The Ninth Man, by Dorien Grey, b-plus, Narrated by Jeff Frez-Albrecht, Produced by Dorien Grey, Downloaded from is the second in the Dick Hardesty series and involves his first case ass a private eye. A new client informs him that his lover was killed, and that the police insist it’s a suicide. He claims it’s murder and that the police are ignoring the issue and writing it off as a suicide because the man was gay. Dick approaches his good friend, Tim, who works in the coroner’s office. He finds out that several gay men have turned up dead. The police are not considering them as suicides. They all seem to have been killed by inhaling cyanide-something no one would probably do who was trying to commit suicide. Dick doesn’t agree with the police that this is a serial killer. Instead, he becomes convinced that the deaths are not random and that there’s something connecting all of these men together, and he finally proves it. These books are interesting to read although rather formulaic. We have a nice gay private eye. He thinks with his crotch more than his head, which means that he ends up having sex with almost everyone he’s attracted to during the course of an investigation. That gets a little tiresome. But the books are basically a relaxing read. The narrator does a good job of creating the characters and he resists the temptation others might have to use any stereotypic gay caricature voices.

  • _inbetween_
    2019-03-21 23:32

    GLB Publishers have The Worst Covers Ever. They make mainstream bodice ripper covers look tasteful, stylish, nay - classy in comparison. At least six different (but basic) fonts used on the cover alone, the awful layout then photoshopped and printed so badly that the images are cut off in parts, and the images *shudder* ... anyway. I had read Grey first when he published Butcher's Son and while I hated some other gay crime writers and despite remembering being neither emotionally nor intellectually impressed, I certainly didn't hate it and finally read my second of his novels.Since it seemed to take place long after events of the next book, I checked Grey's website again for illumanition ... *sigh* it's certainly bright, and rivals the covers in sheer awfulness. What's worse though is that it lacks a bibliography, there's not even a simple chronology, and even the otherwise surprisingly informed fantasticfiction page doesn't have it - but wiki and amazon confirm that THIS book is the first, even if the second in the series will take place a decade or more earlier. Why do I ramble about this? Because after finishing I had to go check Hardesty's living situation in the next installment, only to find it couldn't be found. It is important, because for once the hero has to make a decision that has none of the pretend-hardness one finds from Whimsey to Justice, but feels awful because emotions and intellect agree on one solution when only duty points to the other, because even ethics and morals aren't quite sure.Apart from that though the novel is very straightforward, short like all the Grey novels, typical mature gay promiscuity, although very little explicitness, not even that much of a mystery - IIRC The Butcher's Son also had it all sort of resolve itself around Hardesty - or so it seems. Because of the painful decision, that is only so because one does feel with Hardesty, and because of a few witty textual observations, one somehow gets attached to what seems just a string of well-hung muscled gay studs.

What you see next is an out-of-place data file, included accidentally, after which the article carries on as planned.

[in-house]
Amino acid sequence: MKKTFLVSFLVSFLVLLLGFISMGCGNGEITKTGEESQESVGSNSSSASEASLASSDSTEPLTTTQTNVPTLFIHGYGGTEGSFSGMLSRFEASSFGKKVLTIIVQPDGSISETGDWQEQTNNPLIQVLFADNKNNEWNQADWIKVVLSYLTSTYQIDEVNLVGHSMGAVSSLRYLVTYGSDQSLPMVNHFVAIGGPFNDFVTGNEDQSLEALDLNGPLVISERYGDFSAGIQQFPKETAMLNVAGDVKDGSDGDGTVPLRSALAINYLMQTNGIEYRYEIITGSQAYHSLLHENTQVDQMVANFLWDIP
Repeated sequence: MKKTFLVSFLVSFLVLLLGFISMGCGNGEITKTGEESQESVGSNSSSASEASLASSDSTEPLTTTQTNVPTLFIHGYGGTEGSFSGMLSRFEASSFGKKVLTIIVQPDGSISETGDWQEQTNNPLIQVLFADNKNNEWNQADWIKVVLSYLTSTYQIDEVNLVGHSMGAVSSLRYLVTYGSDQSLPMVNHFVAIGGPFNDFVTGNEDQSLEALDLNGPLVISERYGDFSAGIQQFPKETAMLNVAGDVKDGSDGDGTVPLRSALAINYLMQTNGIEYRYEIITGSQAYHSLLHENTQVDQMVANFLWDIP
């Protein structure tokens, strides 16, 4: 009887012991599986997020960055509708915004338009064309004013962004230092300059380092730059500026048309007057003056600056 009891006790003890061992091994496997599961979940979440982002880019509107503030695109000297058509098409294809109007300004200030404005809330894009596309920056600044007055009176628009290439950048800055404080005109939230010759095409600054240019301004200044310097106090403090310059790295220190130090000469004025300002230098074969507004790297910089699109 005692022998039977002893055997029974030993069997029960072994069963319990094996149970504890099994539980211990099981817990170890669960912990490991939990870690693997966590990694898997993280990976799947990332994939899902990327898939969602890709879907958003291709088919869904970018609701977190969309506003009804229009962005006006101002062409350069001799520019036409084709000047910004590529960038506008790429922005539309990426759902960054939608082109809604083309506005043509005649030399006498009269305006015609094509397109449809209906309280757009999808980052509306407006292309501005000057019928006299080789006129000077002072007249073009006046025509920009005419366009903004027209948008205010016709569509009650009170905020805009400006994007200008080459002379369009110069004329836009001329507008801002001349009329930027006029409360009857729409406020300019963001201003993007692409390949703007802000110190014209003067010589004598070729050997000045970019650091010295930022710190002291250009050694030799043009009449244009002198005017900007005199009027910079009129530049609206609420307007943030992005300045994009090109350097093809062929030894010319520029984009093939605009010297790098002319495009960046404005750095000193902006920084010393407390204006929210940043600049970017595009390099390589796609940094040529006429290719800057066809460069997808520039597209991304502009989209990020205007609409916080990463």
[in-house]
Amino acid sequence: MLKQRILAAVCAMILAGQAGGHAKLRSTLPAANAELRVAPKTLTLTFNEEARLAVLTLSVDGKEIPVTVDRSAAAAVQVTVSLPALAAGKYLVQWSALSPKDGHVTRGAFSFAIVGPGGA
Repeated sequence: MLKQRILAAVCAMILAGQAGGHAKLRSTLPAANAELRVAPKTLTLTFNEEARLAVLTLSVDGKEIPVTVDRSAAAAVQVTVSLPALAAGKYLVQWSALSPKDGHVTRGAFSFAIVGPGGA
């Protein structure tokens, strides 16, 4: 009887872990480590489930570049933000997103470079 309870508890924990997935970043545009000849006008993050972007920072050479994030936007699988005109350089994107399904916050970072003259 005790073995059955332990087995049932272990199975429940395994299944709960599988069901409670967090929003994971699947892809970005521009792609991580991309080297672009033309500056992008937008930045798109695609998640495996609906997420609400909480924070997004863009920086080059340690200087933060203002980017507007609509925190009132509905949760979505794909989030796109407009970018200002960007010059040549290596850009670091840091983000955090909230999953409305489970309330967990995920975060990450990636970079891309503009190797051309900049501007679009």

• Min
    2019-04-14 21:31

    I generally dislike reading a series out of order because I like to see the development of the character(s), however subtle, progress (or not, as the case may be). Mistakenly, I read this, the second book, first. And while I did sense that there was a story that I was missing, it didn't negatively impact this story for me in any way. After reading some of the reviews for this book I'm glad to know that switching the first and second books around shouldn't impact the first book for me in any way as there isn't much of a carry-over.This story didn't disappoint. It's a short book so the pacing is pretty quick. Grey's language is wonderful: the subtle humour that at times can be a bit biting but nevertheless funny, the expressions of sadness and grief by the surviving lovers of the murdered men, even the frustrations and anger felt at the police for not caring about the deaths because of their "they are gay men and who cares about them?" attitude. The ending! (view spoiler)[I really hoped it wouldn't be Ed but it was kind of obvious. But I kept hoping because I liked him. Though, after hearing his account of what happened to Glenn - I don't know if I really blame him. And the thing I love most about this book is that I had started to care about why these men had been killed and then I found out what they did. Bastards! And damn Grey for twisting it all up like that so that I cared about the men who did such a horrible thing to such a vulnerable person! That is why I'm going with four stars instead of three. I love it when I'm surprised (yet not surprised) like that. But now what happens with Ed?!? I MUST know!(hide spoiler)] Yet, I have to read the first book before I can go on to the third one!

  • Neet
    2019-03-22 01:43